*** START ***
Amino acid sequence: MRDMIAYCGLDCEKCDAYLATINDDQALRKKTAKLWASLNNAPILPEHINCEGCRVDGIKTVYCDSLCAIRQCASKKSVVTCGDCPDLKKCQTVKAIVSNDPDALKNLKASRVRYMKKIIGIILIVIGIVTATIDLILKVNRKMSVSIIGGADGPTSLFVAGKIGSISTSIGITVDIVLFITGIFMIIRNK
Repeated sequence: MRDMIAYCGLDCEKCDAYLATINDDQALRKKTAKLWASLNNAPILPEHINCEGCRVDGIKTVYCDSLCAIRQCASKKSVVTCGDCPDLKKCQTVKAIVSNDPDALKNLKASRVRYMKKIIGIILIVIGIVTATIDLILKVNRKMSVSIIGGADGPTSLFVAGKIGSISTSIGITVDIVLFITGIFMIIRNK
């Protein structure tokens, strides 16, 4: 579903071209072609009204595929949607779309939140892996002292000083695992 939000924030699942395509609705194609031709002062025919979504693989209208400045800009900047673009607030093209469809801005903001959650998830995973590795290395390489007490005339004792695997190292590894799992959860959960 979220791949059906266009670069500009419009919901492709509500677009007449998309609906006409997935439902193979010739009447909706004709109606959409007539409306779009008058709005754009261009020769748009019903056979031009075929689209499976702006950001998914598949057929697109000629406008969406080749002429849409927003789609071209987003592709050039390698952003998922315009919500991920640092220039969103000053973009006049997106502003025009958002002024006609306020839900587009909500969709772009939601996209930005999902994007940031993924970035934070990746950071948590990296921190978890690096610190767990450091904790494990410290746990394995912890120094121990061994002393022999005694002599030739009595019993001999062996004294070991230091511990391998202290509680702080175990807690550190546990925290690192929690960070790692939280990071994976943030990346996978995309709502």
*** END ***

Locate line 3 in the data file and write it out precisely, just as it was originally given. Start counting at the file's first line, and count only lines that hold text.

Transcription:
């Protein structure tokens, strides 16, 4: 579903071209072609009204595929949607779309939140892996002292000083695992 939000924030699942395509609705194609031709002062025919979504693989209208400045800009900047673009607030093209469809801005903001959650998830995973590795290395390489007490005339004792695997190292590894799992959860959960 979220791949059906266009670069500009419009919901492709509500677009007449998309609906006409997935439902193979010739009447909706004709109606959409007539409306779009008058709005754009261009020769748009019903056979031009075929689209499976702006950001998914598949057929697109000629406008969406080749002429849409927003789609071209987003592709050039390698952003998922315009919500991920640092220039969103000053973009006049997106502003025009958002002024006609306020839900587009909500969709772009939601996209930005999902994007940031993924970035934070990746950071948590990296921190978890690096610190767990450091904790494990410290746990394995912890120094121990061994002393022999005694002599030739009595019993001999062996004294070991230091511990391998202290509680702080175990807690550190546990925290690192929690960070790692939280990071994976943030990346996978995309709502």